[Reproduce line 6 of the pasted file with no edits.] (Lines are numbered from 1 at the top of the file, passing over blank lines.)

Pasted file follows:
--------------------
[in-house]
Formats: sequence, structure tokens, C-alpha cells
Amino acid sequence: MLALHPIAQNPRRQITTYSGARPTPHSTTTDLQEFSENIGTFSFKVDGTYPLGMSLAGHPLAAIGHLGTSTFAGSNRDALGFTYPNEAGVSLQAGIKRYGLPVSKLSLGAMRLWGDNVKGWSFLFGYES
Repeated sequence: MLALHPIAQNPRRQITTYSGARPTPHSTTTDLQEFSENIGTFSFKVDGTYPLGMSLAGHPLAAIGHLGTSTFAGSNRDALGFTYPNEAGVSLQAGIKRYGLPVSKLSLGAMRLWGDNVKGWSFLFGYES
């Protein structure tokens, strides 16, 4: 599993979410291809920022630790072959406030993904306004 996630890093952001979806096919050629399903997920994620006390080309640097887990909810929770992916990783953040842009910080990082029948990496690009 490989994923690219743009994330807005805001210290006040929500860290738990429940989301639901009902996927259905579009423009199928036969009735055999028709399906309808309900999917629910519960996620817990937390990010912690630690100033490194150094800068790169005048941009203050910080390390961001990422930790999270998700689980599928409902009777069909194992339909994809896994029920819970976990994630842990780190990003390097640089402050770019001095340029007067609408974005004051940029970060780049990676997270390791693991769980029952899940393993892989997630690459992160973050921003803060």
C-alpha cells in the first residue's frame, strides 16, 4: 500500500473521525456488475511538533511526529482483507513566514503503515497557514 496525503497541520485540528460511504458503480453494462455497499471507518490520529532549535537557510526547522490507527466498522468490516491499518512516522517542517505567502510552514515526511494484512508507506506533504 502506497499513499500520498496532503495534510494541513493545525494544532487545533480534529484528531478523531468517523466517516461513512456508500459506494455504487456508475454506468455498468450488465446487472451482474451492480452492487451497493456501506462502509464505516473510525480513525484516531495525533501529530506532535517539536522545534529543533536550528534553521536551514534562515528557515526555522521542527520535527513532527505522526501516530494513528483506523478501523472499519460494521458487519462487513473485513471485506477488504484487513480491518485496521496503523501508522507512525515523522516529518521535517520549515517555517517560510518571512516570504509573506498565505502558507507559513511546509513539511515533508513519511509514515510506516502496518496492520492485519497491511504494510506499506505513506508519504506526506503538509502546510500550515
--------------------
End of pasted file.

C-alpha cells in the first residue's frame, strides 16, 4: 500500500473521525456488475511538533511526529482483507513566514503503515497557514 496525503497541520485540528460511504458503480453494462455497499471507518490520529532549535537557510526547522490507527466498522468490516491499518512516522517542517505567502510552514515526511494484512508507506506533504 502506497499513499500520498496532503495534510494541513493545525494544532487545533480534529484528531478523531468517523466517516461513512456508500459506494455504487456508475454506468455498468450488465446487472451482474451492480452492487451497493456501506462502509464505516473510525480513525484516531495525533501529530506532535517539536522545534529543533536550528534553521536551514534562515528557515526555522521542527520535527513532527505522526501516530494513528483506523478501523472499519460494521458487519462487513473485513471485506477488504484487513480491518485496521496503523501508522507512525515523522516529518521535517520549515517555517517560510518571512516570504509573506498565505502558507507559513511546509513539511515533508513519511509514515510506516502496518496492520492485519497491511504494510506499506505513506508519504506526506503538509502546510500550515